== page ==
“There’s still the mentality in places that it is a lesser quality of health care, but that’s the furthest you can get from the truth,” Kelly said. “It’s really high quality health care. They have the same requirements as everyone else. They simply operate in an area where there’s not health care.”
The small-town doctor
Preston, an unincorporated community in Kemper County, is small, even by small-town Mississippi standards. Its few businesses sit within sight of each other, the lone exception being Hailey-Sharp’s clinic, tucked into two double-wide trailers behind the volunteer fire department.
On a recent afternoon, Hailey-Sharp is on the phone at her desk. Her voice, light but authoritative, fills every corner of the small office.
“I wanted to let you know your CT scan didn’t show anything other than a hernia. But I’m going to make you an appointment with a surgeon. Your daughter was telling me you used Dr. Ward for your colonoscopy …”
She trails off, listening to the patient. “Okay, alright. You tell me when’s good for you.”
Since Hailey-Sharp began her practice, she has acquired a reputation for one thing in particular: She makes her own calls, a task usually left to nurses and medical assistants.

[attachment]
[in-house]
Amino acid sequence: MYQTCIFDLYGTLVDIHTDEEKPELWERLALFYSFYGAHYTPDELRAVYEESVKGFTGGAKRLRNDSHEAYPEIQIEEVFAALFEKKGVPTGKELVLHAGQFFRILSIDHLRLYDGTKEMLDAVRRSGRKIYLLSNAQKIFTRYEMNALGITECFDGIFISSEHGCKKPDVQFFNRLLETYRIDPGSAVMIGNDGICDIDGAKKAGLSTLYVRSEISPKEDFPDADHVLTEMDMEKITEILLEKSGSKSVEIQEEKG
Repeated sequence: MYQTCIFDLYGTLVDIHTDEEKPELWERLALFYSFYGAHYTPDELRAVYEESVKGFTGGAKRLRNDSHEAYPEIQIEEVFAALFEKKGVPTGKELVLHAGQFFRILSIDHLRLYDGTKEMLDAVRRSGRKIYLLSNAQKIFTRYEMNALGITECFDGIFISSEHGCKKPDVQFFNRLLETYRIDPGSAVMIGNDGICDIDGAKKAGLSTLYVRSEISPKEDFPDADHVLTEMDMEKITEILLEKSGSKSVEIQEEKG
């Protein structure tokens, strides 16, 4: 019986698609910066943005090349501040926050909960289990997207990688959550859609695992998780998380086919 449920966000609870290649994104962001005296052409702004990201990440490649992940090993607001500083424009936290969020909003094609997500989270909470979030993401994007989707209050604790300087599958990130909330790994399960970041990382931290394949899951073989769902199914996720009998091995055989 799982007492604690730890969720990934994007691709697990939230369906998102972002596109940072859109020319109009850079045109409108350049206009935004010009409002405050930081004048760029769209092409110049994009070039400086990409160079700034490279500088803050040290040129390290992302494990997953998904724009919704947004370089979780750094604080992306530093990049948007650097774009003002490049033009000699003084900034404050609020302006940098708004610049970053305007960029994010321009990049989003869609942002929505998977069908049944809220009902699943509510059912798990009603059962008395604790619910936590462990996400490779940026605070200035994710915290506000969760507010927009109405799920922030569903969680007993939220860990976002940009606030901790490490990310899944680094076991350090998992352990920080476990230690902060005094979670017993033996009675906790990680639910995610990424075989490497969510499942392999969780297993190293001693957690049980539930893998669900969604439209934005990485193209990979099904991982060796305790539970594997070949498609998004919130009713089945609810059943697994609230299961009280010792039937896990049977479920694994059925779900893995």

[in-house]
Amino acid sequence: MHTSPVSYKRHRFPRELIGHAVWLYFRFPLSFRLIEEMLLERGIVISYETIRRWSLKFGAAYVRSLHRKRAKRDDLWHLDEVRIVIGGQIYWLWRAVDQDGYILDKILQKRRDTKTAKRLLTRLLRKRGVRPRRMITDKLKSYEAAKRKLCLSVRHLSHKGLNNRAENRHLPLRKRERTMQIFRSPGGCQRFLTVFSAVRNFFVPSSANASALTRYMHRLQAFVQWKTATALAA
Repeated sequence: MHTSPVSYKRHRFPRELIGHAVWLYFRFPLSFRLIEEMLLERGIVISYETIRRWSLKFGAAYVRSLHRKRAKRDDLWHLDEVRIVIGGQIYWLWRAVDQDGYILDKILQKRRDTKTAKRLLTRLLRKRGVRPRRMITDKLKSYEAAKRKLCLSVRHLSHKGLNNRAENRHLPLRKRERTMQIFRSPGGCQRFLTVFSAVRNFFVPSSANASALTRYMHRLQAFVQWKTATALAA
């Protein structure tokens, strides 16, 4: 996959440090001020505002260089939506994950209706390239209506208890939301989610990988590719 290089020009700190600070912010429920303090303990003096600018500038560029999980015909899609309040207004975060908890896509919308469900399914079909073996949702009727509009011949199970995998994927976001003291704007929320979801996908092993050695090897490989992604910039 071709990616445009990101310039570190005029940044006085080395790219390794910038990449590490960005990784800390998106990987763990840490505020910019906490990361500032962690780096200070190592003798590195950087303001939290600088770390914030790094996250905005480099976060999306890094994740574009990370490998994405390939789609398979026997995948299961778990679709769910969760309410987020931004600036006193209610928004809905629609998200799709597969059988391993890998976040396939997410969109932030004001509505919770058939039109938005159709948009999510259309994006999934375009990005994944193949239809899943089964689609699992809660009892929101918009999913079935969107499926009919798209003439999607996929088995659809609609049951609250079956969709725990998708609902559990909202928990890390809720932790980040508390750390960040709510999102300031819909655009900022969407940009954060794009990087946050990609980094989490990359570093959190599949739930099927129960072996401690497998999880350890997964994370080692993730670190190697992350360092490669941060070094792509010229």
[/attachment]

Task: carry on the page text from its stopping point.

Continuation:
“It’s just quicker for them to ask me questions than it is for them to ask someone else who then has to ask me,” Hailey-Sharp said.
Hearing this explanation, however, Hailey-Sharp’s staff laughs. Her nurse, Shelly Goforth, has more than a decade of experience. Doctors, she said, don’t call their patients.
“Even if their labs are normal, she’s going to call them. And that’s something that even myself, with my years in health care, I haven’t experienced that.” Goforth said. “It’s like normally you call the doctor’s office, you call them and call them. And they’re saying, ‘Well, if there’s anything wrong we’ll let you know.’ And you’re like, ‘No – I still want to know!'”